It was a scary power to have. And it seemed to grow stronger every time he was hit by lightning.
Xander closed his eyes and slowed his breathing. In his mind's eye, he pictured his body as he
remembered it -- he could no longer see reflections -- and he pulled on the electricity in the air
to him. He felt tingles as electric ions packed tightly together and formed an impenetrable layer on
When Xander opened his eyes and looked down, his body appeared to be solid white. He knew
that practically nothing could pass through the dense barrier of electrical energy that he'd created
on himself, making him semi-invulnerable. It was like wearing a suit of invisible body armor and
he was protected from almost everything.
Xander turned his gaze to Spike once again and concentrated. Xander could see the air
shift around as he manipulated it. With little effort, he pushed the
electricity into Spike's body. Spike's body flared brightly for a brief moment before forming a
solid white figure once again.
"Bloody hell, Xander!" Spike exclaimed as he shot to his feet. He fiercely rubbed his arms. "I
hate it when you don't warn me first!"
Xander smirked. "Sorry," he said in a completely unapologetic voice.
Spike scowled at Xander as he walked over to where Xander was sitting. The semi-invulnerable vampire plopped down on the ground beside Xander and dug into his own battered,
army-issue satchel. He extracted a pack of cigarettes, popped one into his mouth and lit up.
"So, what's the plan?" Spike asked, cigarette dangling from his lips.
"I'm going to head into town, find some eats, then either take a ride or hang at the Bronze for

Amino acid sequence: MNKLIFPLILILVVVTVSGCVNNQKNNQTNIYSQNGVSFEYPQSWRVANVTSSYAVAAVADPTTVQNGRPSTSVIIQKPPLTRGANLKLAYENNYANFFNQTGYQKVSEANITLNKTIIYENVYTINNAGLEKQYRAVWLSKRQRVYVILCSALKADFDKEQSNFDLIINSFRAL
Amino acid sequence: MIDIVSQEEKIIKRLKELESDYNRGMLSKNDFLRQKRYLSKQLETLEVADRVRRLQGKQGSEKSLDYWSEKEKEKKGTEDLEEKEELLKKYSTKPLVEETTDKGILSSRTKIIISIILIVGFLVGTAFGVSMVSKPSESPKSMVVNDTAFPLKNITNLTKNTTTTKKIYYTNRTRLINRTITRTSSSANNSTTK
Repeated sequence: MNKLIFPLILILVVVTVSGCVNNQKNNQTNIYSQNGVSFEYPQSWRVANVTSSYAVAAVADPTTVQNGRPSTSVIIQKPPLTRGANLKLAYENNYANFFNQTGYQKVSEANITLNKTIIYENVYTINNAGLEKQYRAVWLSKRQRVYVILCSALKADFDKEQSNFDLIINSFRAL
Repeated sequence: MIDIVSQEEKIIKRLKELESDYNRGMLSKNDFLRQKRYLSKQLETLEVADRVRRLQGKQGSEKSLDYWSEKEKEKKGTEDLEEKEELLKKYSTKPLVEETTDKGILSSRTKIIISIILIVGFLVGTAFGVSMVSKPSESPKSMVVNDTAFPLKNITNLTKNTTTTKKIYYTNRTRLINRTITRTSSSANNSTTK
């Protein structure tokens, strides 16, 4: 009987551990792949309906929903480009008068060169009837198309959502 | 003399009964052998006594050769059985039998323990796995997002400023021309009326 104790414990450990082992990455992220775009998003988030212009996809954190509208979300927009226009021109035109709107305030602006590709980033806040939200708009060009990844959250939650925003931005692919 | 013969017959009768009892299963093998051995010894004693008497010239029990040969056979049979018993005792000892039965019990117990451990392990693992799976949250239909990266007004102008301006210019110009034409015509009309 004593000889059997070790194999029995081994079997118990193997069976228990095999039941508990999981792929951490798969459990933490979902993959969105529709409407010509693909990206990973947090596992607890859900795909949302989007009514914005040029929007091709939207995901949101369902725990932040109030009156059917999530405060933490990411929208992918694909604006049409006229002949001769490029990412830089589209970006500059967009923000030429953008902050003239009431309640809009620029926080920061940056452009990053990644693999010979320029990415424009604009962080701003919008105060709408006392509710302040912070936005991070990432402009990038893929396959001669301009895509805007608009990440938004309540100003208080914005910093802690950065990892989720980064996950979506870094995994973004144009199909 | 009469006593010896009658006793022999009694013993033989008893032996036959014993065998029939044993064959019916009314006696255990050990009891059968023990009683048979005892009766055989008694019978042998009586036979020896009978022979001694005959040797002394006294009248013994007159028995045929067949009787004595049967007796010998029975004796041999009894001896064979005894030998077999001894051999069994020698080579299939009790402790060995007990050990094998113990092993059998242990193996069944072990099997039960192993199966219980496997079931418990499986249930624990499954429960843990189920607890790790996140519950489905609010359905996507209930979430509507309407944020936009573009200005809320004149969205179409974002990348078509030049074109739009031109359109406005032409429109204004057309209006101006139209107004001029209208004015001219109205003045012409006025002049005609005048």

awhile," Xander replied. "Want I should drop you somewhere?"
"Willy's, I guess," Spike said with a shrug.
Xander stood and headed for the Honda Superhawk. The bike was his baby, a gift to himself that
was both long-wished for and practical. Because of his strange sight, he couldn't read the
speedometer or other panel warnings on an automobile. With the motorcycle, he could tell how
fast he was going by sound and feel.
He'd been taught to ride by one of his co-strippers at the Fabulous Ladies Night Club and, in
payment, he'd given his first of several blowjobs to his teacher. Xander had enjoyed every
lesson... and learning to ride the Hawk, too.
Xander straddled the bike and fired her up. The purr of the engine cut through Estel Woods,
drowning out the sounds of nature. Spike climbed onto the Hawk behind Xander, and Xandser relaxed at the familiar feel of Spike's body pressed snuggly against him.
To Xander, there was nothing more comforting than the feeling of control over both the powerful
bike and the powerful vampire seated behind him.